Previously, we relied pretty much on the assumption, and in many cases, guesswork. But now we have a lot of concrete knowledge of how our system can be effectively utilized, focusing on developing a system that monitors the muscle health of individuals continually in their home setting. It is crucial for us to transform the collected data into the meaningful information for clinicians, and actionable insight for the user. I think that now we are more informed. We had the chance to work with both clinicians and people with lived experience; that makes a difference.

Prior to the program, we tended to complicate things because our understanding was limited. It’s very difficult to actually imagine their daily life until we talk to potential users. We thought about providing all the data, but people just simply want to keep track of muscle activation in one area. It’s just one small aspect, but I think it’s helped a lot in shaping the vision for the product development there, when you have more understanding about what people need.

What makes Focal Lines and its product unique?

In comparison to other similar products, we also have muscle biofeedback but our wearable device stands out because it’s comfortable, even during strenuous exercises for an extended wear period. And we will be able to make it in various forms so that the consumer can monitor any desired muscle areas. We make it so that they can use this in their home setting as a wearable device, with Bluetooth streaming data to and from their phone, uploading to the cloud and the dashboard of their healthcare professional. Physical therapists can monitor and track the recovery process of their patients.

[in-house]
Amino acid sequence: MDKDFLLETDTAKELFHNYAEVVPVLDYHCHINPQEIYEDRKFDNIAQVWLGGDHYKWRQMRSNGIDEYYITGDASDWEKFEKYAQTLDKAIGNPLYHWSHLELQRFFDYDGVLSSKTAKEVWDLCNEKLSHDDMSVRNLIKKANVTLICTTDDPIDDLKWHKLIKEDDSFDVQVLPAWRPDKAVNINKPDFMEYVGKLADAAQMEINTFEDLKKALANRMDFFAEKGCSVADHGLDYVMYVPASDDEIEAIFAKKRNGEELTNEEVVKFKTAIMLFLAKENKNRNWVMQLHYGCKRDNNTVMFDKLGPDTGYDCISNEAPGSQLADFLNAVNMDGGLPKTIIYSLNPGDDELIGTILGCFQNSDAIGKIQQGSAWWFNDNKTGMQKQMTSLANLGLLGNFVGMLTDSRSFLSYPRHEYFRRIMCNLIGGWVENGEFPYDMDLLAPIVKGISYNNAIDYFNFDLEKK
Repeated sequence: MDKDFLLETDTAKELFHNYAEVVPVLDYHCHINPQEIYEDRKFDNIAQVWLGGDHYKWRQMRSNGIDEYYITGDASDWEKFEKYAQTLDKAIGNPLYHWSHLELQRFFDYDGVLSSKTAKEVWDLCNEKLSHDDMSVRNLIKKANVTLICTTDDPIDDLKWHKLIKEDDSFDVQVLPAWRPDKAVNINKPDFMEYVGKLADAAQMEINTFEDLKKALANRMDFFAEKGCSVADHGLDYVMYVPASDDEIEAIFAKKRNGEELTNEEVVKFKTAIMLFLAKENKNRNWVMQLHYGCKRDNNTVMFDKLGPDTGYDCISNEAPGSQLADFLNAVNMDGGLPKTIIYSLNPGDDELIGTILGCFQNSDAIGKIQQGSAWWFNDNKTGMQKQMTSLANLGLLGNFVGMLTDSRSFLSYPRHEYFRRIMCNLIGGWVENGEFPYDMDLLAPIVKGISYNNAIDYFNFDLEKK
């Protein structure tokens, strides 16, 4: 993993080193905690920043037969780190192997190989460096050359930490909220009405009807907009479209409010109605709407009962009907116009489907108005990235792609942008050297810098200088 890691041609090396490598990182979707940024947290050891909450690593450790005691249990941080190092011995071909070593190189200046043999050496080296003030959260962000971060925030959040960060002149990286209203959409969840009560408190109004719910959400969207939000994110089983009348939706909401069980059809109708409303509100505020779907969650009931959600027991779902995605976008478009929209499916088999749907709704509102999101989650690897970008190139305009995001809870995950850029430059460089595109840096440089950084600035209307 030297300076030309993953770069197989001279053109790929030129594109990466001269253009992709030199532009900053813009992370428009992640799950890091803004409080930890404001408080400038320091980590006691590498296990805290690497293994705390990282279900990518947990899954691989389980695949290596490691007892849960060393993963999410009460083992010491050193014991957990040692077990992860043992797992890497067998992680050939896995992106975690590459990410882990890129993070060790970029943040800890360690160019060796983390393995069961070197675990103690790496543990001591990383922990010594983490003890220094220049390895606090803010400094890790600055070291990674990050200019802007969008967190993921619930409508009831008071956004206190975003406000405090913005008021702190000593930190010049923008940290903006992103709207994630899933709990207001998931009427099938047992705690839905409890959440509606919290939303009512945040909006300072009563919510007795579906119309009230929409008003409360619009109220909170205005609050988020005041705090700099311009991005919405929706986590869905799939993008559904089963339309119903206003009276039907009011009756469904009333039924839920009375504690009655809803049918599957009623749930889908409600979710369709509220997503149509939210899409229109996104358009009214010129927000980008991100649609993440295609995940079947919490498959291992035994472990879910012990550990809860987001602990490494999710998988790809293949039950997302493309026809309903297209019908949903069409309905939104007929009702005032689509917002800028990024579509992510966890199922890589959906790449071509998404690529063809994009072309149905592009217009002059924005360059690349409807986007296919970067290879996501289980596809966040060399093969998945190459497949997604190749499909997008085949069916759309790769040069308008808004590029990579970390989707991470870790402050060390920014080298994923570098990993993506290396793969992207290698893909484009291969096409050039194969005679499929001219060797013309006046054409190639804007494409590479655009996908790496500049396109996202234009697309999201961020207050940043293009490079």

It’s a wearable with the core technology of the sensor integrated directly into the fabric. There is no sticky electrode, and no wires. People just wear it as a wearable device. Focal Lines is one of the pioneers in researching the application of graphene and other nanomaterials in many fields, and one of the important applications is that we can integrate these materials into fabric.

We’ve shown that the graphene sensor has 20 times more sensitive than the current golden standard on the market. Moreover, it’s reusable unlike traditional sticky patch electrodes.

What did you hope to get out of the Validate program when you started?

We came into the Validate program with Praxis with clear goals in mind. Number one, validate our solution. Number two, get support from the expert to improve our product design, based on the user and the clinician needs. Number three, support with the navigation of regulatory pathways. And I believe that we got all of those with completing the program.

Additionally, we have access to the professional network that could aid us in our future, that can provide us with the support when we need it. So that’s one thing I really appreciated during the program.

We are also much more ready for investment than before the program. All of this is very important for an early stage company like Focal Lines in order to grow.

How would you persuade a company to take the program?

The SCI Validate program offers valuable networking opportunities, access to industry experts, and gives guidance on how to create impact for people living with spinal cord injury. It is a valuable program for founders looking to make a difference in the field of medical technology for SCI, to solve the problems and improve the quality of life of people living with spinal cord injury.

One of the mentors has been living with spinal cord for several years; interacting with him and talking to him really motivated us to keep working on this project because we believe that we can help people like him to get better.

Learn more about the 2022-2023 Praxis SCI Incubate Alumni!